Newspaper article St Louis Post-Dispatch (MO)

Conan O'brien Talks as If He's a Success

Newspaper article St Louis Post-Dispatch (MO)

Conan O'brien Talks as If He's a Success

Article excerpt

IT WAS little more than a year ago that an unknown Conan O'Brien surfaced as David Letterman's successor as host of NBC's "Late Night" show. Since then, he's been grilled by the press, dissed by critics and, according to every rumor floated in the trades, primed for firing from his job at NBC's second-best late-night franchise.

So why is this man smiling?

"Before I even auditioned for this job, I remember (executive producer) Lorne Michaels saying, `Whoever gets this job is going to have to get the - kicked out of them for six months and not mind it.'

"And I nodded my head. He's right."

To his credit, O'Brien has taken every lick since his Sept. 13, 1993, debut. A 31-year-old ex-writer for "The Simpsons" and "Saturday Night Live," he came on the scene in the glare of the media's hottest spotlights. "You don't follow David Letterman, come out of nowhere, be pretty new at it, make your mistakes on the air, and do a completely whole different thing with it and not have people hit you over the head with a baseball bat," he said.

He remembers his elation after the first show. "We really all liked the first show, and I had a good time, and we were all going, `Yeah! Yeah!' And it just suddenly hit me: `This is not about that. This isn't about any one night.' "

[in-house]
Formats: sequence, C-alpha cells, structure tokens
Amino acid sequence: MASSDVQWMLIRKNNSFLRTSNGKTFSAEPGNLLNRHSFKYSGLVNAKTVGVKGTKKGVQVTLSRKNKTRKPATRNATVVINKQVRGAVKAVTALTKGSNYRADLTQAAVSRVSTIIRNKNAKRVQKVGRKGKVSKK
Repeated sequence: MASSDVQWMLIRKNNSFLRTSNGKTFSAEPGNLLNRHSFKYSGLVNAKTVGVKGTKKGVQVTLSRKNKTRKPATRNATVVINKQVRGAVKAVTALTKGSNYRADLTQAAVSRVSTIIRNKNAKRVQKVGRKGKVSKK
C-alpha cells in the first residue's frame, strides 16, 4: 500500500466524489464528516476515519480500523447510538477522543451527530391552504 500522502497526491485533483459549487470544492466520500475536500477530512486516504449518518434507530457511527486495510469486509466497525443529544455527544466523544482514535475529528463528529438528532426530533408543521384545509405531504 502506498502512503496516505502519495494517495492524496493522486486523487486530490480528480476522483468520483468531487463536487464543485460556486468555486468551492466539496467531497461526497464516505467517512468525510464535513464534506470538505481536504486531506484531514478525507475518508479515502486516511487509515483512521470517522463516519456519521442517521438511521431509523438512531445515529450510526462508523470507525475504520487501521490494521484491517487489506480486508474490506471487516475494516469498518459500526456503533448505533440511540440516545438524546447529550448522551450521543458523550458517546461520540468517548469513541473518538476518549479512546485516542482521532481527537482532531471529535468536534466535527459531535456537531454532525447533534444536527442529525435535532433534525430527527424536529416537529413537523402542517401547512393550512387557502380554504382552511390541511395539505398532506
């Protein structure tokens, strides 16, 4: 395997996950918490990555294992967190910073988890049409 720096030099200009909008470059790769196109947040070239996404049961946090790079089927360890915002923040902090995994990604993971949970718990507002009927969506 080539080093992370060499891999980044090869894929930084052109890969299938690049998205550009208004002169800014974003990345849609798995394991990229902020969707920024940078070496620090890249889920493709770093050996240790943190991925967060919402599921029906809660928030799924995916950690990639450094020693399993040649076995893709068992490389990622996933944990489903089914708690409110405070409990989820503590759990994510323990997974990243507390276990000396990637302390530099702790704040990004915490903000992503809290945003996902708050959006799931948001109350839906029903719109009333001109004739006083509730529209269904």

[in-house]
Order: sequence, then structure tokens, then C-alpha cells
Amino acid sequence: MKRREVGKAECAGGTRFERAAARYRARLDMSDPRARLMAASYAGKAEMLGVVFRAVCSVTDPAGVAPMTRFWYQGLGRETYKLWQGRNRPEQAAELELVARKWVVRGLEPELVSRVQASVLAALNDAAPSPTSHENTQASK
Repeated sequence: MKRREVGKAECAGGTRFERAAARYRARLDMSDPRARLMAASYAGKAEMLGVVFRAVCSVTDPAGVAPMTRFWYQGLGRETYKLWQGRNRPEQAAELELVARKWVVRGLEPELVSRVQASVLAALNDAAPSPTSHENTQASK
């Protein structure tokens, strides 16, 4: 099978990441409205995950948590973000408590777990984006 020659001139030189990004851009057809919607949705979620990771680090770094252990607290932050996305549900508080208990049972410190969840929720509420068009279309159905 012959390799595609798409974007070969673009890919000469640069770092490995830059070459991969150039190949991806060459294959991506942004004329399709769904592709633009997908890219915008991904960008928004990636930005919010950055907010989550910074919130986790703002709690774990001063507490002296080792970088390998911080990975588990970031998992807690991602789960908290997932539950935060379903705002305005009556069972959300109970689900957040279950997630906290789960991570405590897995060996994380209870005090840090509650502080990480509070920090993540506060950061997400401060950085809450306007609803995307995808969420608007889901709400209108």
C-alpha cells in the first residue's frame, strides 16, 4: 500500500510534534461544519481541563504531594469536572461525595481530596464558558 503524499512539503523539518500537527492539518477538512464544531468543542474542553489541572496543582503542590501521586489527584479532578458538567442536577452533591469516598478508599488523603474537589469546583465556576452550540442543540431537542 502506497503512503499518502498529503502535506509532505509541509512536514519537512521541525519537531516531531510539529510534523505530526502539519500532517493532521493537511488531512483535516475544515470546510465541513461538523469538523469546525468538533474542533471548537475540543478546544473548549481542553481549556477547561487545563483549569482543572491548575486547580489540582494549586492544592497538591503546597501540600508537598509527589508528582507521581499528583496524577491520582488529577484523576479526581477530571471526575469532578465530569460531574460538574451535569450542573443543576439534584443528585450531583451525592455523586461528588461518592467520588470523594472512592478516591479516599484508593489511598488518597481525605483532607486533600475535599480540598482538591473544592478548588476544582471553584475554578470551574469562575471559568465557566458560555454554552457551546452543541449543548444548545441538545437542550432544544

And he remembers his initial reviews. "We got a lot of good press and I remember thinking, OK, when's it going to come? I remember the day that Chevy (Chase) was canceled, thinking, `OK. Here we go. Strap in.' "

And the rumors of his imminent demise? "It's the new thing to write about," he said. "If I didn't have this job and someone else did, I'd be reading these stories and saying, `They're talking to ME!' "

These days, however, O'Brien is talking like somebody whose troubles - as well as 150-plus shows - are behind him.

His show has grown from a 1.7 rating, with an 8 percent audience share in its first quarter, to a 1.8 rating, 9 share in the second. He keeps 41 percent of the "Tonight" audience. Letterman's finale season rated in the mid-2s.

"It's a two-fold process," O'Brien said. "I've now done a lot of it. I love being out there. I'm so used to looking in the camera that I don't think about it. …

Search by... Author
Show... All Results Primary Sources Peer-reviewed

Oops!

An unknown error has occurred. Please click the button below to reload the page. If the problem persists, please try again in a little while.